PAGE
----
Wayne Kurtzman, director of collaboration and social media analysis at IDC, said IDC saw collaborative applications expand by nearly 20 percent in 2019 when workplaces were still open.

"Collaboration is a radical change in the way work is conducted, relying more on collaboration, and taking advantage of expertise rather than silos. The implementation of these technologies has been boosted by five years, thanks to COVID-19.

"Briefly: They 're here to stay," he said.

AWS

Developer site Stack Overflow recorded growing demand for AWS skills across the UK and Ireland last year, with the famous cloud computing platform moving from 12th to 5th position and gaining a 10.3 percent share of the skill tags contained in the job listings of Stack Overflow. Pluralsight 's learning platform has also identified AWS to be its fifth most common capability on a more global basis.

According to figures on average annual compensation from PayScale, this requirement is expressed in average wages of £52,750 for AWS specialists, to £65,000 for an AWS solution architect. A blog post on LinkedIn Learning also outlined how cloud computing skills, such as AWS expertise, emerged as the most in-demand ability for 2019, according to LinkedIn data.

Throughout the pandemic, cloud technology has played a major role, offering the kind of business versatility that is crucial as business needs and goals change.

Jay Litkey, Snow Software's executive vice president of cloud management, said that while many CIOs are being asked to cut costs, technology investments will continue to allow for long-term growth and stability.

A survey conducted by Snow showed that 60 percent of IT leaders expect to expand their overall use of the cloud, with 66 percent of respondents saying they would continue to use the cloud services and applications they introduced during the crisis once workers return to work.

Information security

Cybersecurity skills remain in high demand with a well-publicized capability gap and a continuously changing threat environment.

While tech professionals may feel the need for general IT support skills in the short term, many are also aware of threats. More than a third (36 percent) of CWJobs' annual Confidence Index chose cybersecurity as a specialism needed right now; it also emerged as the most desired skill needed in the coming year (also 36 percent), ahead of the cloud (30 percent).

And with so many people working from home, not only has the threat environment increased, it's becoming more complex. COVID-19 brought with it a host of new security challenges from deciding which endpoint protection all those remote staff need to ensure remote access does not pose new risks.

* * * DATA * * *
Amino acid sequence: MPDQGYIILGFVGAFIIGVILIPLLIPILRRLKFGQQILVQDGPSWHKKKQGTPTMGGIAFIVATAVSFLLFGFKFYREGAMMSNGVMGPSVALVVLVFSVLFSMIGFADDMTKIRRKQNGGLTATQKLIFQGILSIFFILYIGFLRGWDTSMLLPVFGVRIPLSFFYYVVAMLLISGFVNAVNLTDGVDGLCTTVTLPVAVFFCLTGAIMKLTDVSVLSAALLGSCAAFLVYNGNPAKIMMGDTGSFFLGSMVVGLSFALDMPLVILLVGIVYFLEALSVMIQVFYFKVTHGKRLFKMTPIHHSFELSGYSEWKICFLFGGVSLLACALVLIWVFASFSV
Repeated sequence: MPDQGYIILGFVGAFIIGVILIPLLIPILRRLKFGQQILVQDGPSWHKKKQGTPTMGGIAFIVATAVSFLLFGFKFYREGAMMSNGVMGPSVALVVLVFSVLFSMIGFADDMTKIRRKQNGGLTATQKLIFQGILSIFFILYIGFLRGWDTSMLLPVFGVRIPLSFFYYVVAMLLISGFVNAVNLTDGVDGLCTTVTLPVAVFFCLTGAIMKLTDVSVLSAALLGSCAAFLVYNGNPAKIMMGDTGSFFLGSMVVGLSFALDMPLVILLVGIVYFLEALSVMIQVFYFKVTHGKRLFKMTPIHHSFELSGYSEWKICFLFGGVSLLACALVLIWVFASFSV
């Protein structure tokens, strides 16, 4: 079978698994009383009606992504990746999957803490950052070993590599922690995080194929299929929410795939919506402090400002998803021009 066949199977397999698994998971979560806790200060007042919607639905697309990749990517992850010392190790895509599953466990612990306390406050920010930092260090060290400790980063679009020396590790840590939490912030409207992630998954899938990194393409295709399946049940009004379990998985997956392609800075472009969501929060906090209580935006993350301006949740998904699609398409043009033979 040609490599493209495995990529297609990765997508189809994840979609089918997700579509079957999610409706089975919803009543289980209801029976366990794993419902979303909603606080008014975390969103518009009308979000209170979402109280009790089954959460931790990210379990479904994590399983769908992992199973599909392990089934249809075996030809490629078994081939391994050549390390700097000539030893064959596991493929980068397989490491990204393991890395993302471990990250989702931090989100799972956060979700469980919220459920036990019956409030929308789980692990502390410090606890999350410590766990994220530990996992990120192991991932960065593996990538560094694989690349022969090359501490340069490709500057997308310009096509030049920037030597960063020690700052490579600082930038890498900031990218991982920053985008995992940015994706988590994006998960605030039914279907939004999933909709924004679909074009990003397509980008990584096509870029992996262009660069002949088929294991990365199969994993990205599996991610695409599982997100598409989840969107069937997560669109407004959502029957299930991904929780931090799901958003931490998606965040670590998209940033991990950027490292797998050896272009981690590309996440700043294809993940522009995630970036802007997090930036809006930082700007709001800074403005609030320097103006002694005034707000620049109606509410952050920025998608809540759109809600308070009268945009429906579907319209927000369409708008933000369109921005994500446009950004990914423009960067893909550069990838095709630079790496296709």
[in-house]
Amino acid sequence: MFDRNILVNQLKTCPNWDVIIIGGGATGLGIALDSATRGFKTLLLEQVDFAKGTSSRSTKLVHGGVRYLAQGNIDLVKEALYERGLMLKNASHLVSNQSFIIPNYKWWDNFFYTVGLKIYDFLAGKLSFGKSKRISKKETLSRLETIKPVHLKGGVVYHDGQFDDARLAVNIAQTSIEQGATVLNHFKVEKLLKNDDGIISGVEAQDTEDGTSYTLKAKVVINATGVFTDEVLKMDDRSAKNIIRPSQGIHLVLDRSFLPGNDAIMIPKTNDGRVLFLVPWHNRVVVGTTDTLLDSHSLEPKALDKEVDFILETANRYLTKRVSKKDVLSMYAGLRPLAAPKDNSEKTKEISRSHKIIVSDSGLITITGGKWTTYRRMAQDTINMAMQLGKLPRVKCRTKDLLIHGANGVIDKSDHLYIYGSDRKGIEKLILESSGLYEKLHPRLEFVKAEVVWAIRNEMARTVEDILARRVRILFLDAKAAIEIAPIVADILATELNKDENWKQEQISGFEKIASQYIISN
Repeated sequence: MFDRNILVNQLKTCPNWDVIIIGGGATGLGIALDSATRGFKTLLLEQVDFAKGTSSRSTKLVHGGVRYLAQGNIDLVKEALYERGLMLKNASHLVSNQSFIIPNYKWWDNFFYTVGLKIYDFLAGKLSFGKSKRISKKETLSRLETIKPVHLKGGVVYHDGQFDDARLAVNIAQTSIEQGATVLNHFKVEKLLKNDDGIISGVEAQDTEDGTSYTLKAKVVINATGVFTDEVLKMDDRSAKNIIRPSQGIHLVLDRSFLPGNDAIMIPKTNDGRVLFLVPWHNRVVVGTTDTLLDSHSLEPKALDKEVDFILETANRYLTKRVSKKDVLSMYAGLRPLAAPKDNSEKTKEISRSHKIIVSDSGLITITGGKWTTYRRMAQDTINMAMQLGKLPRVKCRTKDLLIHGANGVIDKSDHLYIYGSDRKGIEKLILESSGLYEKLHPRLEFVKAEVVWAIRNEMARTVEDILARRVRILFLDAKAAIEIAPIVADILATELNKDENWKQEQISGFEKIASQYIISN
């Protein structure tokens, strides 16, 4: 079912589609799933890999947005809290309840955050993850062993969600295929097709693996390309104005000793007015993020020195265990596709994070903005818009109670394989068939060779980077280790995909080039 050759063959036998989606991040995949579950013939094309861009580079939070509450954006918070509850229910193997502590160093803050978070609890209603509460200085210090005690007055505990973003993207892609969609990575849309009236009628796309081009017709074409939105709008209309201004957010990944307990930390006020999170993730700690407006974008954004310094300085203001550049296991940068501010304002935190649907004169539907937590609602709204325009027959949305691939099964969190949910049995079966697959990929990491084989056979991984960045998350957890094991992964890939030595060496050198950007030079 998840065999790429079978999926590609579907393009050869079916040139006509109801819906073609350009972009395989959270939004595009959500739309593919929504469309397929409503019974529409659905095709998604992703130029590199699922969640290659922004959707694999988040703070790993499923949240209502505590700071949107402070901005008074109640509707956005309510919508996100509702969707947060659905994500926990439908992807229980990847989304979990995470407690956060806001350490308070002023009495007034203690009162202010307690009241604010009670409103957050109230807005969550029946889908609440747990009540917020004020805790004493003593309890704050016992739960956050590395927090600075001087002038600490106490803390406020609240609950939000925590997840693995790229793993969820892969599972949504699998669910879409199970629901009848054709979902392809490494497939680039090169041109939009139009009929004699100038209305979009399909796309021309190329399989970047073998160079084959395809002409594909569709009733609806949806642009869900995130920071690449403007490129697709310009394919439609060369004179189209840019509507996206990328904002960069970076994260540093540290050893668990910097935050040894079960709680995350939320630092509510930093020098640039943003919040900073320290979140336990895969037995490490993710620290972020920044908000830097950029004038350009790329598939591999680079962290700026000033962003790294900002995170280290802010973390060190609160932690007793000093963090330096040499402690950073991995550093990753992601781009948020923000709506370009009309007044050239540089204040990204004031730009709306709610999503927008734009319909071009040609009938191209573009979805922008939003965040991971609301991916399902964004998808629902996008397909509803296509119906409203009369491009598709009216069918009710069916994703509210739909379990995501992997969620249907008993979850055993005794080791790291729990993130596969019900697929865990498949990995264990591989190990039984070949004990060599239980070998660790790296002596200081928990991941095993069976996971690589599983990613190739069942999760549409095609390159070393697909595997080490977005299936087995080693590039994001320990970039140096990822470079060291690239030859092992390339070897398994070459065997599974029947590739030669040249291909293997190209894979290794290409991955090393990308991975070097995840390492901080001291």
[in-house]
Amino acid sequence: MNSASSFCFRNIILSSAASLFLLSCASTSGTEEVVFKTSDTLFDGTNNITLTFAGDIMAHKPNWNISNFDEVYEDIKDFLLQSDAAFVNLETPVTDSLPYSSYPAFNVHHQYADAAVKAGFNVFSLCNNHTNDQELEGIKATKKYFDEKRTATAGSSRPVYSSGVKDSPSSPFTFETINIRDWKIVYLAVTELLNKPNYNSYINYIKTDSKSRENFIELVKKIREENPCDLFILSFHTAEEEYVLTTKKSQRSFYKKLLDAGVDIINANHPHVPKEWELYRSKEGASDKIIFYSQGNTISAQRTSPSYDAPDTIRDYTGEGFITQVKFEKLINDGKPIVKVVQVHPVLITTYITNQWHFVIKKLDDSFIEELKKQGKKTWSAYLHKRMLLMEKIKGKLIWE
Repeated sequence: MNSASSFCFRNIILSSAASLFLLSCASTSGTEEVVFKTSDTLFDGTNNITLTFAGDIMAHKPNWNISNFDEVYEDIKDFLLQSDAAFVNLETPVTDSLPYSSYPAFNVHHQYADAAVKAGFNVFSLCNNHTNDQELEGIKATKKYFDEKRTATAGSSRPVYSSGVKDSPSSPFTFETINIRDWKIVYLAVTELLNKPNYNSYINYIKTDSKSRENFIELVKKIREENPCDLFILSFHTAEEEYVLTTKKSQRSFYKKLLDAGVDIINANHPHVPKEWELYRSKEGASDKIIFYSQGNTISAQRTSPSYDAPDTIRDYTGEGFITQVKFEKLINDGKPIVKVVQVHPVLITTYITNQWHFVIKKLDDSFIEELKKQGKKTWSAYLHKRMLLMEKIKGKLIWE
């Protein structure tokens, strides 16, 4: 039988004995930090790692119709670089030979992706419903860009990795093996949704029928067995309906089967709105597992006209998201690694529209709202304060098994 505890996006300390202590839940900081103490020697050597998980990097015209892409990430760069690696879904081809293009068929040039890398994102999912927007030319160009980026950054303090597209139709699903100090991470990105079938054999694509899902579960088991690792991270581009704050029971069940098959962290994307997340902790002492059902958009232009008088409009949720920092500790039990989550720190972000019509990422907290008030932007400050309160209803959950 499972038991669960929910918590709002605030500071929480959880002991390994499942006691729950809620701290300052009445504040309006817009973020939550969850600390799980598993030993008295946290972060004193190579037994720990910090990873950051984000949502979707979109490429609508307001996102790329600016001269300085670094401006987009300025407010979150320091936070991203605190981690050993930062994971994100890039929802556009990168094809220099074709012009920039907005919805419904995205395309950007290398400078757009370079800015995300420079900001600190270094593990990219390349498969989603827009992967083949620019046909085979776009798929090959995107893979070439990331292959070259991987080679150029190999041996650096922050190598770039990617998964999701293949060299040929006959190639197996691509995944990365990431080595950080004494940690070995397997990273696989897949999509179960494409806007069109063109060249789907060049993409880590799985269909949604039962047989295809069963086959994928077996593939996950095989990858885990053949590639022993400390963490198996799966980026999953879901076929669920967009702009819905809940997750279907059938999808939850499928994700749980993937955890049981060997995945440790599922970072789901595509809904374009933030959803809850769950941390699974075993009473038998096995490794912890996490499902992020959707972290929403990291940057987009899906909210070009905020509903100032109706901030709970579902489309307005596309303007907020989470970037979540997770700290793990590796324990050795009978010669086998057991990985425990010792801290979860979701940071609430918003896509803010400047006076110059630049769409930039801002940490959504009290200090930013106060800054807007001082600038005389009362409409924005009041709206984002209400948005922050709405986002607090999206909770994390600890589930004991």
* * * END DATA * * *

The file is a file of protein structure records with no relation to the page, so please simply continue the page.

The National Cyber Awareness program has warned of the circulating COVID-19 scams. As a result, while cybersecurity experts will continue to be highly in demand, every department employee should have a basic understanding of security and skills to keep themselves and their organizations safe and secure.

Upskill yourself while working from home

If, as a result of the pandemic, you have been furloughed or find yourself with more time on your hands now that you are not working, you can use those additional hours to learn new skills.

Also if you don't expect to change careers anytime soon, both the employee and the employer benefit from personal and career growth. It doesn't have to be costly or time-consuming, it can be important to your current job or it can actually give you a transferable bonus ability that could be useful for potential roles.

Online services provide a plethora of webinars and training courses, and as a result of the pandemic, many service providers give consumers free or discounted rates. For example, Skillsoft, for those interested in online learning, provides 60 days of free access to Percipio.

Podcasts have long been the subject of choice for commuters to listen to. Once you catch up with your favorite true crime or sports show, however, you can listen to one of the hundreds offered by experts talking about an area of expertise you 'd like to brush on. Start looking for keywords relevant to your latest ability of choice in your favorite podcast app to weed out international possibilities.

Ultimately, in the conventional sense, not being able to network with others doesn't mean you can't practically still communicate. Stay in contact with colleagues or future mentors and suggest an informal video chat over a cup. Networking in itself is an essential business skill so make sure you try to remain linked to people.